Mr. Wills Quotes in The Taste of Watermelon
Mr. Wills was the best farmer in the community. My father said he could drive a stick into the ground and grow a tree out of it. But it wasn’t an easy thing with him. Mr. Wills fought the earth when he worked it. When he plowed his fields, you could hear him yelling for a mile. It was as though he dared the earth not to yield him its sustenance.
It surged up out of me – not the idea of making my name for years to come by such a deed, but the feeling that there was a rightness in defying the world and Mr. Wills.
Mixed up with it all there came into my mouth the taste of watermelon. I could taste the sweet red juices oozing over my tongue, I could feel the delicate threaded redness of the heart as I squeezed the juices out.
Mr. Wills was tearing up and down the melon patch, and I was puzzled by his actions. Then I saw; he was destroying every melon in the patch. He was breaking them open with his feet, silent now, concentrating on his frantic destruction. I was horrified by the awful sight, and my stomach moved sickly.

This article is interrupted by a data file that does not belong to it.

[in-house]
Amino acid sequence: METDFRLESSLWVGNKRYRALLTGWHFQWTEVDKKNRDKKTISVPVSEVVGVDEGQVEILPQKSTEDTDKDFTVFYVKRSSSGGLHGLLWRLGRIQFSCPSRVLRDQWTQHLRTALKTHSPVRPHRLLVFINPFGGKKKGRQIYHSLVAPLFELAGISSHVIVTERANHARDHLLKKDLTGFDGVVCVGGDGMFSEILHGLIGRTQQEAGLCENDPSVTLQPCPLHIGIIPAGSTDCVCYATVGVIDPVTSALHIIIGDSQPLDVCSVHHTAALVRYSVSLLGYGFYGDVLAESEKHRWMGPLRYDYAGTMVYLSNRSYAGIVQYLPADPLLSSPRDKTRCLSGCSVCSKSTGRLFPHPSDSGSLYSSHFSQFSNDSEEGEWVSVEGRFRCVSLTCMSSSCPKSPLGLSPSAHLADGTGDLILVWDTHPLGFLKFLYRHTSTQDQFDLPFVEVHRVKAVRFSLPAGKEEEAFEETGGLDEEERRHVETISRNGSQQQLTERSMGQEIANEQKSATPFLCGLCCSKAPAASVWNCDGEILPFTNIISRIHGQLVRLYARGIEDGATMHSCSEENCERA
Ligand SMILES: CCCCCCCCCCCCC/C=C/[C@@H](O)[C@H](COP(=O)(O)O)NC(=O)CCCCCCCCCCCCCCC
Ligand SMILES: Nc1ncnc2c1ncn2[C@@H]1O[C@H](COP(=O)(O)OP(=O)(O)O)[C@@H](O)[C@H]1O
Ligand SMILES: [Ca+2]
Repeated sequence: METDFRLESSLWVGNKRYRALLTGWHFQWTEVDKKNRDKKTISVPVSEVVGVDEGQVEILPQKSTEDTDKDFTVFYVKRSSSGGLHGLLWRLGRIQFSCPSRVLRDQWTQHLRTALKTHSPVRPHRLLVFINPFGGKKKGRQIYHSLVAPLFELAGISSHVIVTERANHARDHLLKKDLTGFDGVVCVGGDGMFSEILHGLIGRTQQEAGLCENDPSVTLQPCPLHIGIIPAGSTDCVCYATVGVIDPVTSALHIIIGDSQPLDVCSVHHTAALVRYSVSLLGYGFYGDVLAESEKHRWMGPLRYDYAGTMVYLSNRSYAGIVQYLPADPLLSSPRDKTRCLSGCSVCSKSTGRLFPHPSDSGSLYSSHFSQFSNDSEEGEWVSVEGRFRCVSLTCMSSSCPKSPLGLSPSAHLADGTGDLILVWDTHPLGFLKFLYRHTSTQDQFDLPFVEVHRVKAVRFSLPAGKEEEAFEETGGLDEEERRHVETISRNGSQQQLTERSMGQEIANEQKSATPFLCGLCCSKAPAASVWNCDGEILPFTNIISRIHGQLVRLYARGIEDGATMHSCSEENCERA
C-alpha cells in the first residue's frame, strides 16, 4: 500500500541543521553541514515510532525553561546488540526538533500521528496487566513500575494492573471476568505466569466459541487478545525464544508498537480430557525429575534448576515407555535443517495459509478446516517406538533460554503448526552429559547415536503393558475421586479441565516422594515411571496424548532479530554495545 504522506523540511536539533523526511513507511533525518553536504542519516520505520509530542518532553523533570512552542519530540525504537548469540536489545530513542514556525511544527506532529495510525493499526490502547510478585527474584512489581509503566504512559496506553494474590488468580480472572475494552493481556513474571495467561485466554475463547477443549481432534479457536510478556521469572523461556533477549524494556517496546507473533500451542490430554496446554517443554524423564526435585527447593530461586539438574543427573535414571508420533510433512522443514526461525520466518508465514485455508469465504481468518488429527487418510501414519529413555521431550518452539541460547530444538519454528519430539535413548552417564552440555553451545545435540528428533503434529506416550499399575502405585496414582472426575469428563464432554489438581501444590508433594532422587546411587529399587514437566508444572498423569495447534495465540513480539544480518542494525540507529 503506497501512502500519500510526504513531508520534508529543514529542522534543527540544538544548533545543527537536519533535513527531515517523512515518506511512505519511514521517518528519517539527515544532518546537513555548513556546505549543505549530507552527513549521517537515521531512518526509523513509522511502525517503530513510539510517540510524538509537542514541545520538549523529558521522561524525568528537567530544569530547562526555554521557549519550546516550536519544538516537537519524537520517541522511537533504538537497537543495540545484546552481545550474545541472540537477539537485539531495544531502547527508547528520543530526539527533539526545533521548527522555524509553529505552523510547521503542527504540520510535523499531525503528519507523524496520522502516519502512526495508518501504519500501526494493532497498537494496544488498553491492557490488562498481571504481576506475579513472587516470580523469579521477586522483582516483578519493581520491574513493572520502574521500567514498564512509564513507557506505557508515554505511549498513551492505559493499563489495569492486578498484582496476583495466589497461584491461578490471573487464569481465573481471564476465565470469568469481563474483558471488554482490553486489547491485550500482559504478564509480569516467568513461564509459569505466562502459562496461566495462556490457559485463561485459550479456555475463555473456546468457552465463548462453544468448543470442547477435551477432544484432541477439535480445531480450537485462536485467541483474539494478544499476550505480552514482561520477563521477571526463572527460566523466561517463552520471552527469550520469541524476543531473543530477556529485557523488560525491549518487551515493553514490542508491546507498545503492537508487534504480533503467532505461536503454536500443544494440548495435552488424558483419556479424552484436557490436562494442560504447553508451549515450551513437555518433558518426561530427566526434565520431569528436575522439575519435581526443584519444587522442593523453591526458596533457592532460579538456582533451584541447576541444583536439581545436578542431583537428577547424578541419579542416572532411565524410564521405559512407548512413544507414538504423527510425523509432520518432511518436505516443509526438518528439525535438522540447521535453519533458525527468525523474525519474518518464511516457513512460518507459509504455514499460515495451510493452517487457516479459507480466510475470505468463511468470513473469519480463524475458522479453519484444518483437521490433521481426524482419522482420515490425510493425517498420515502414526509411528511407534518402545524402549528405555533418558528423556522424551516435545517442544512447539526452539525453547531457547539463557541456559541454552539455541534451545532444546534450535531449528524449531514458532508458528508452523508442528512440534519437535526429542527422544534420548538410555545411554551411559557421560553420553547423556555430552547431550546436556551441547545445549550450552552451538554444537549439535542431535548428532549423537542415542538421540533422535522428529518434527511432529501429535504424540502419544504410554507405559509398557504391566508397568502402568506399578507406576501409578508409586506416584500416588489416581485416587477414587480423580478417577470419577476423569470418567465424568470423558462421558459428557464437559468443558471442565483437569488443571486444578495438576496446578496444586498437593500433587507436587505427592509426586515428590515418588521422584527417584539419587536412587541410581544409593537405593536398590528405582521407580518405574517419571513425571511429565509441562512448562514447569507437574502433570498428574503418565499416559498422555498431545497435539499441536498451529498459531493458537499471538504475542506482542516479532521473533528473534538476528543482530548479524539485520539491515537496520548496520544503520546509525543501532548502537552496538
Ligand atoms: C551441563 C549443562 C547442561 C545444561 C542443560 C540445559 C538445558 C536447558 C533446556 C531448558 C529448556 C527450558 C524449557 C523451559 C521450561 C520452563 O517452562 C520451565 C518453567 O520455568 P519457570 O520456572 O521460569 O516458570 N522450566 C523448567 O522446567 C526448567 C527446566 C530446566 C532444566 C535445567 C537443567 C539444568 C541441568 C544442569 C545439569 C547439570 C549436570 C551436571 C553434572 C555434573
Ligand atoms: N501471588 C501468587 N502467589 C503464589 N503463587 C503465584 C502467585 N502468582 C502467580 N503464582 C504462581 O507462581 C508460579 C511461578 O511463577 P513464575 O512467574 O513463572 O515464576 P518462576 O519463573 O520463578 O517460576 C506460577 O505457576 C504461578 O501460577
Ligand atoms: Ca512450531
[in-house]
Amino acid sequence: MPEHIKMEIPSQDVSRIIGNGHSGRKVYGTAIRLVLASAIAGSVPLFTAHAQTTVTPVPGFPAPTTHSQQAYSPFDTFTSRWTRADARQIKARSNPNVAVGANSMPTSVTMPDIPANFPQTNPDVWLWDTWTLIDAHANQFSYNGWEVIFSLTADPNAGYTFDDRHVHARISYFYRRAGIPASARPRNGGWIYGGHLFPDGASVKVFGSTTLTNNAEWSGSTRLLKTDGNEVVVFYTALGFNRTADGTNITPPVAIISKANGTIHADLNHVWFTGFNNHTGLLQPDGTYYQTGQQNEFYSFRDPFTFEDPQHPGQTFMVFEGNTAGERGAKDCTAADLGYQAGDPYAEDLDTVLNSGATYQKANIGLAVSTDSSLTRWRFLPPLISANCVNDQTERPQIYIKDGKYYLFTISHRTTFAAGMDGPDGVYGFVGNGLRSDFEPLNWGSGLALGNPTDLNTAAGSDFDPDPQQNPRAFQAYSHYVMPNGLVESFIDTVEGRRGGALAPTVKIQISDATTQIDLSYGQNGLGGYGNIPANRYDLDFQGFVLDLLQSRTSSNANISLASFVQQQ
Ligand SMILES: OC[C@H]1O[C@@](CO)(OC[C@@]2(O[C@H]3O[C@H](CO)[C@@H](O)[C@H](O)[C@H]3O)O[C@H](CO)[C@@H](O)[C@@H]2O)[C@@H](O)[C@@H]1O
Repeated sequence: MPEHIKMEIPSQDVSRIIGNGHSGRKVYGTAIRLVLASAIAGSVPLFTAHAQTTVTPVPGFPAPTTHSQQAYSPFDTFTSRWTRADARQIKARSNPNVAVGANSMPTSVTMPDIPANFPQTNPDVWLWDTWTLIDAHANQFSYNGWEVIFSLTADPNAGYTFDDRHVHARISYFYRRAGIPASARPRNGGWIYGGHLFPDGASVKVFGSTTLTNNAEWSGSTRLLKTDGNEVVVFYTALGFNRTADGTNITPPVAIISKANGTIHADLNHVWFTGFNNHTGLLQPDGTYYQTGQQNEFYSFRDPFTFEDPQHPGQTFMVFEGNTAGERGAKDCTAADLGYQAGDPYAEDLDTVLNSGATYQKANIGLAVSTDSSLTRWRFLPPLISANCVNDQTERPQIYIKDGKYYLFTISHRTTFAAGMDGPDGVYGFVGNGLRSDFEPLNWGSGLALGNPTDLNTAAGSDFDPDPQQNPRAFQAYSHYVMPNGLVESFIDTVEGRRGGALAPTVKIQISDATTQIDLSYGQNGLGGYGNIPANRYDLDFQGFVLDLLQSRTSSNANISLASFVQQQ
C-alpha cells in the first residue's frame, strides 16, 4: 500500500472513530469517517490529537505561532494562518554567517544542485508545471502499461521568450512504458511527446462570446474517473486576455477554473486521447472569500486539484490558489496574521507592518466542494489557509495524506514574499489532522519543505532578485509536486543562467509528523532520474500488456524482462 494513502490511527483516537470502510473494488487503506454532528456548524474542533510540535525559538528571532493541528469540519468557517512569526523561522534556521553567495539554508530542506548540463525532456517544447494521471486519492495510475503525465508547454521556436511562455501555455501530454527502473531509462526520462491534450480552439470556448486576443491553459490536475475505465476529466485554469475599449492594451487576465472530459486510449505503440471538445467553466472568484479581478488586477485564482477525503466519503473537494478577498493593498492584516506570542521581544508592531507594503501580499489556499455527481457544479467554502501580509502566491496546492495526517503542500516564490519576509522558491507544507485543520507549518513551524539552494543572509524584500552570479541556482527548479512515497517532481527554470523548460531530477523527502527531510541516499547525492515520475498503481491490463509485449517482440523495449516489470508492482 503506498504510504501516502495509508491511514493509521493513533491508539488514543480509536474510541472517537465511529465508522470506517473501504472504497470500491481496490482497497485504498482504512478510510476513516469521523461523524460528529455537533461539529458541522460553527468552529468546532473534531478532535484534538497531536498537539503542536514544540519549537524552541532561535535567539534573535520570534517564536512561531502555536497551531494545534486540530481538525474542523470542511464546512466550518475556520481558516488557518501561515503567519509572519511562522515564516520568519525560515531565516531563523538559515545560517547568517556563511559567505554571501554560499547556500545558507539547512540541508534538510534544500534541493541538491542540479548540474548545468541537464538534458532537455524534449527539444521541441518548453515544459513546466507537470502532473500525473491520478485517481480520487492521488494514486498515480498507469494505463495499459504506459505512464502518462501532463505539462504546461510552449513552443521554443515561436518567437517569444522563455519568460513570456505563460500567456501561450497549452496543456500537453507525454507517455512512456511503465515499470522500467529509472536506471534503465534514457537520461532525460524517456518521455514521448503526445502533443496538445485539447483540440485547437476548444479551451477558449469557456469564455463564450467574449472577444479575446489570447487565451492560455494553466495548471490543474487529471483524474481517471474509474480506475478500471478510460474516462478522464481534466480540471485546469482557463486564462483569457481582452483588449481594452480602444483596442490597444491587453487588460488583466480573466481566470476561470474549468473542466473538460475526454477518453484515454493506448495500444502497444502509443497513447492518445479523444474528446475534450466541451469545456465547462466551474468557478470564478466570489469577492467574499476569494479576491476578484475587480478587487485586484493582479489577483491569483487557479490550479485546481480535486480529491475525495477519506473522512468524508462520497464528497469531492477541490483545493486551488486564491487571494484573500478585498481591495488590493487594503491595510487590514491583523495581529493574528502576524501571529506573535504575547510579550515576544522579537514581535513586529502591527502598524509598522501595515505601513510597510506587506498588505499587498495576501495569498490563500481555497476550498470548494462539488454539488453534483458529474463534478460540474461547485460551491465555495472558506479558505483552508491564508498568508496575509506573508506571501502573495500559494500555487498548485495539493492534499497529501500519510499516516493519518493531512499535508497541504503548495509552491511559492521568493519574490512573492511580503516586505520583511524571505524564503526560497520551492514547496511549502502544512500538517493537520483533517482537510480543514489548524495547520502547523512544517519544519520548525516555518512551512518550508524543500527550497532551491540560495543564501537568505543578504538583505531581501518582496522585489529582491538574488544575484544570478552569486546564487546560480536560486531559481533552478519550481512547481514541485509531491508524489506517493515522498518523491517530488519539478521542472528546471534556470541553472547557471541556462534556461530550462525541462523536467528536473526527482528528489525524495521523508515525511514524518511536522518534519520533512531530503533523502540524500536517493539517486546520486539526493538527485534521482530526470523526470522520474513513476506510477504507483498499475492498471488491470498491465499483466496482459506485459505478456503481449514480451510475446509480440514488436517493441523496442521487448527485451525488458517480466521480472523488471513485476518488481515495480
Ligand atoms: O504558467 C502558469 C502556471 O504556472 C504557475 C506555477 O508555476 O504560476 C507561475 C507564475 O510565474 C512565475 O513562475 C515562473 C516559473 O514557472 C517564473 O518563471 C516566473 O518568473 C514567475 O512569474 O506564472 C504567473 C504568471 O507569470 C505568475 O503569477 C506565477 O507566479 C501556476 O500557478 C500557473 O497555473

Watermelon raiding was a game, a ritual of defiance and rebellion by young males. I could remember my own father saying, “No melon tastes as sweet as a stolen melon,” and my mother laughing and agreeing.
But stealing this great seed melon from a man like Mr. Wills lay outside the safe magic of the tacit understanding between man and boy.
“I’m about as ashamed of myself last night as you are of yourself,” Mr. Wills said. He frowned at me with his heavy brows. “You ruined the half of it, and I ruined the other. We’re both to blame, boy. Both to blame.”
He broke the shell in his strong fingers and poured the white salt out into his palm.
“You see?” he said.
“Yes, Sir,” I said, taking a deep breath. “I see.”
I went on, then, and the next year started that very day.